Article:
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Sweep! Apple's iPad has Won the Last 4 Quarters as top Tablet as the Competition Piles on with new Detachables

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Apple's iPad, despite losing sales momentum all year long, remained the leading tablet by far. Apple's iPad Pro took top spot for the touch detachable tablet segment over last holiday season and it continued through to Q1 2016 hands down and for Q2 and Q3 as well. Apple's iPad also won the J.D. Power's 2016 U.S. tablet customer satisfaction study – so for the past 12 months or 4 quarters the iPad wins the global market in tablet sales for a clean Sweep.


When Apple introduced the iPad, it threw the competition for a loop. They didn't know how to compete with it. Apple was on a roll with the iPhone gaining steam, they had iTunes and the App Store. Microsoft was lost and Android was struggling on smartphones at the time. Apple's iPad swept the globe almost competitor free. Even Samsung copying Apple's iPad was of no consequence. Hardware mimicry wasn't enough to topple the iPad.


Now Asian OEM's, even though they're certainly latecomers, believe that Microsoft's recent success with their 2-in-1 Surface Book has encouraged them to regroup and attack the iPad using this strategy. Not as a pure tablet but as a hybrid device.


Many are rethinking the tablet market after giving up. They see the hybrid as their way back to grab market share from Apple. Collectively they think that they'll be able to kick Apple off their perch as the dominant number one tablet player.


They think hybrid notebook-tablets with Windows 10 instead of Android OS is the way to challenge Apple. Hybrids with Windows can be taken seriously in the enterprise, schools and with consumers.


In the global tablet market, the leaders Apple and Samsung can't grow the tablet market. The tablet sector has hit a wall of resistance. Early adopters are rethinking the tablet versus a notebook for value which is why hybrids are attractive to some. They think the tablet is too restrictive and the notebook too business like. The hybrid offers them both worlds and more OEMs are considering jumping back in this market.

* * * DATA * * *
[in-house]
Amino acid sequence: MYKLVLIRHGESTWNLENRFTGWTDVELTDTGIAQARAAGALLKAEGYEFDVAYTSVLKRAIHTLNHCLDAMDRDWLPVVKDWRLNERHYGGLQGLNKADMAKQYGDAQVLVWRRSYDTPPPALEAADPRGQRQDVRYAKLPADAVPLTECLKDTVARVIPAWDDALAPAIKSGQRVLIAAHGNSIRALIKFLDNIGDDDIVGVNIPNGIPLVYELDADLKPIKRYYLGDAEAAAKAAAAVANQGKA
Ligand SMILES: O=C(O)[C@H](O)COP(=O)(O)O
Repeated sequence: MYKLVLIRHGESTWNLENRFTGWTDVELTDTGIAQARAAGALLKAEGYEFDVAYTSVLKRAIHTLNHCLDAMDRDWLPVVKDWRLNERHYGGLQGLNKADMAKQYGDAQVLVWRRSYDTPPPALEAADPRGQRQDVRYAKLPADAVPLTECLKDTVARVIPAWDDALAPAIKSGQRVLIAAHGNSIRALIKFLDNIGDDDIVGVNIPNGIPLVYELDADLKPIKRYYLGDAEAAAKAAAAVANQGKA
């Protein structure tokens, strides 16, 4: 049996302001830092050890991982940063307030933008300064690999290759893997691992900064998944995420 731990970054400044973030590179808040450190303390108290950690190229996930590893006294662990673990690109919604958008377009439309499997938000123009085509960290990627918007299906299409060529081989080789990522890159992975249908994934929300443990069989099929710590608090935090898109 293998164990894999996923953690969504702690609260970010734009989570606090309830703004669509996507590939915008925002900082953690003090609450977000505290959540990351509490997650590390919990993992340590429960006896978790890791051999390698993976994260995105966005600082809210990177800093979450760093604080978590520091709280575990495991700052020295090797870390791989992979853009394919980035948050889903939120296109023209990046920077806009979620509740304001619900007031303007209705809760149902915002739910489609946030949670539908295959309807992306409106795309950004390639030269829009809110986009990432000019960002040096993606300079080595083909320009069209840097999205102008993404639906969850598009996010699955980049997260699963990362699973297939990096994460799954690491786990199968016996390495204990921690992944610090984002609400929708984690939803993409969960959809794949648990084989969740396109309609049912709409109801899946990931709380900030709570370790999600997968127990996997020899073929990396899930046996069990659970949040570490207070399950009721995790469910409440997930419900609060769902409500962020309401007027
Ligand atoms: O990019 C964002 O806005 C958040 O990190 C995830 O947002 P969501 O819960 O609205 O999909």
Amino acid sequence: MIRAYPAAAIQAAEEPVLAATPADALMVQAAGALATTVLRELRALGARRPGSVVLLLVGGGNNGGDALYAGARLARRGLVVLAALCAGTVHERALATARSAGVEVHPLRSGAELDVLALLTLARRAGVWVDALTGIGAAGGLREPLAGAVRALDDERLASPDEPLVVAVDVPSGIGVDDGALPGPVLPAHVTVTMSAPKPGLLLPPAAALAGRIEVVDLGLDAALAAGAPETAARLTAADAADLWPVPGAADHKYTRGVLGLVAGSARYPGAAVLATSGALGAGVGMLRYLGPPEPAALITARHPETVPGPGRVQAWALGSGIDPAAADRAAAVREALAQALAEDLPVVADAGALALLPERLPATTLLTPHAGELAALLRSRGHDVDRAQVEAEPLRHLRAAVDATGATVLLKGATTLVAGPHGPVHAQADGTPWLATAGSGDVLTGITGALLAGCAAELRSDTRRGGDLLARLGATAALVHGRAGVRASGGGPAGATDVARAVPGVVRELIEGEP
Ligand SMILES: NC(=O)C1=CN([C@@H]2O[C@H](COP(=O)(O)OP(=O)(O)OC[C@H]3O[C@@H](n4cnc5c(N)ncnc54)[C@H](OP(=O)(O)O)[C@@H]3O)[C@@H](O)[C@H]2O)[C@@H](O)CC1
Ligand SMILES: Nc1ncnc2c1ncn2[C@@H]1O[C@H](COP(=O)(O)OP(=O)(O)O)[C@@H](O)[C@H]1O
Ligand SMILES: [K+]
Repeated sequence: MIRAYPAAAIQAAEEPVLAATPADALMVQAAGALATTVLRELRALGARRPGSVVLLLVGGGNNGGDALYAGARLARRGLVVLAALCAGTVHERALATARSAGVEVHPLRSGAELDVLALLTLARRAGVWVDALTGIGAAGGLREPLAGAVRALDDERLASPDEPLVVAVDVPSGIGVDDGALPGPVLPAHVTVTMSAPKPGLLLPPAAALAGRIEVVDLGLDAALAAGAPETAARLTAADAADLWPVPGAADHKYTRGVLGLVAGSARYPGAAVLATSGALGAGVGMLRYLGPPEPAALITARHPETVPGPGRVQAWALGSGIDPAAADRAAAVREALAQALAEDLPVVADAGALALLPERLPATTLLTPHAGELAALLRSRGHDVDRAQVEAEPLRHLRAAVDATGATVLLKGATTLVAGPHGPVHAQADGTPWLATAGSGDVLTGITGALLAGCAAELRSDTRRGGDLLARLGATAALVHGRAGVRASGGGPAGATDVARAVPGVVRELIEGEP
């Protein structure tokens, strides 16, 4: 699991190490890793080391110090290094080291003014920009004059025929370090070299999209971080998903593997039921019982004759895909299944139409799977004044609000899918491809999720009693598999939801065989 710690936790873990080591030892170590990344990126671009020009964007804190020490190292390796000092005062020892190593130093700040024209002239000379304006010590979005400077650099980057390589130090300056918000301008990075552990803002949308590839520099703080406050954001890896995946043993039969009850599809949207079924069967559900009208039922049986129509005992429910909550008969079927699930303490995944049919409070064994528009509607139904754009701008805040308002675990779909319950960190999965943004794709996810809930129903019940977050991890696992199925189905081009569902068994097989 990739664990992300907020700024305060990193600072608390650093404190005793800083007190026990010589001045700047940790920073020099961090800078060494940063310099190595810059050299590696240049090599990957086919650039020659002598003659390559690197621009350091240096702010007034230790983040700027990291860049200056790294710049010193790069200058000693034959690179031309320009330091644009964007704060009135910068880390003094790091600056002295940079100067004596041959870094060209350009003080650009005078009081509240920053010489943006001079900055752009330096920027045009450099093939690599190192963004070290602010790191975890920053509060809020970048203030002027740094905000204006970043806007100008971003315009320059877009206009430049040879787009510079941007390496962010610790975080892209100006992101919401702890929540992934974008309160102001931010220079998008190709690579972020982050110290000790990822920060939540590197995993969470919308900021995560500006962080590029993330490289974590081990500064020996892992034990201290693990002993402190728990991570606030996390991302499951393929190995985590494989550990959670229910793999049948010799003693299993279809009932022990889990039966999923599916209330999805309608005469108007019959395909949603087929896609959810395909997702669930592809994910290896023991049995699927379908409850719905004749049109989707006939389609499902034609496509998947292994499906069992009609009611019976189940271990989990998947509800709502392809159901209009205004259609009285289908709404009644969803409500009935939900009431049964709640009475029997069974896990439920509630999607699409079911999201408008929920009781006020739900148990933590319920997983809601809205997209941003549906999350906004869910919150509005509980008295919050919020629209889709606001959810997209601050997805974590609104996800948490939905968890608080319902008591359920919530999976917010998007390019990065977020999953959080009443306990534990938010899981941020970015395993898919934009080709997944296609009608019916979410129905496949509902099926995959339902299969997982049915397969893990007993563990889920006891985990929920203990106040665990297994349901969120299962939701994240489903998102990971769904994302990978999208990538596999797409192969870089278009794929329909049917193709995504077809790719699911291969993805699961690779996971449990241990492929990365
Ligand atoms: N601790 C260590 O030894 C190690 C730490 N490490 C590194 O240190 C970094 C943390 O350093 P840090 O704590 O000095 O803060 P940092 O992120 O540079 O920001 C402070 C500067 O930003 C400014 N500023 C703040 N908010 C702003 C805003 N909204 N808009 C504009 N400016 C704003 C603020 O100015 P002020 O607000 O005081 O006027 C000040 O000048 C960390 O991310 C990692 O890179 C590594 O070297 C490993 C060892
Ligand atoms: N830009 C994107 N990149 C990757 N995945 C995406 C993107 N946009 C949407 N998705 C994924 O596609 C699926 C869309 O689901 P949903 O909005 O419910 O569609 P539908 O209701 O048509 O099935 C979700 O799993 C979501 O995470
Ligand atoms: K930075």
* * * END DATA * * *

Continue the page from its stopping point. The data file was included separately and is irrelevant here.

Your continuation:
A new Korean report today notes that "As smartphone continue to take on larger and larger displays, tablets become less attractive. As a result, the third to fifth largest companies in the market are attempting to enhance designs and performances by expanding niche markets as much as possible to look for survival opportunities.


The 'two in one' trend was sparked off by Microsoft's Windows-based tablet Surface. It is said that surface sales are on a steady rise. According to market research firm Strategy Analytics (SA) and statistical data portal Statista, Apple and Samsung Electronics accounted for 19.9 percent and 14.1 percent, respectively of the global tablet market ​​in the third quarter of this year. The two were followed by Lenovo and Huawei with 5.8 percent and 5.4 percent, respectively.


Companies' shares of the tablet market have not changed much for a long time. Even if latecomers' market shares swelled, they lost their shares again after Apple and Samsung Electronics launched new tablets.


However, recently, the tablet market shows a sign of a change as the MS Surface, the leader among 'two in one' tablets, chalked up unexpectedly high growth. According to a sales report released by Microsoft, its tablet sales were US$926 million from July to September of this year, up 38 percent from US$672 million in the same period of last year.


'Microsoft is taking the initiative in making a change in the tablet market with the Surface Pros and the Surface Book,' said Peter King, an analyst at SA. 'Many PC makers are giving up Android-based tablets, and are turning their eyes to more productive and more versatile Windows-based ones.'"


Yet no matter how excited the competition is getting over Microsoft's hybrids having "booming" sales, they're still irrelevant against the iPad. Microsoft has yet to even crack the top 5 tablet vendors list worldwide. That's why I posted a report last month titled "Microsoft's Big Boom in Surface Sales Last Quarter still Miles from Relevancy in Comparison to Apple's iPad."


But perhaps it's the trend to keep our eye on going forward. If traditional OEM's dump Android for Windows in the coming year it could actually turn the tide for Microsoft and lead to more competition for Apple who just can't innovate enough to stimulate tablet growth.


But for now it's simple: It's another SWEEP! - for Apple. Apple is the hands down tablet champion in the world, and that is likely to continue in this current quarter. It's a string of victories as far as the eye could see.


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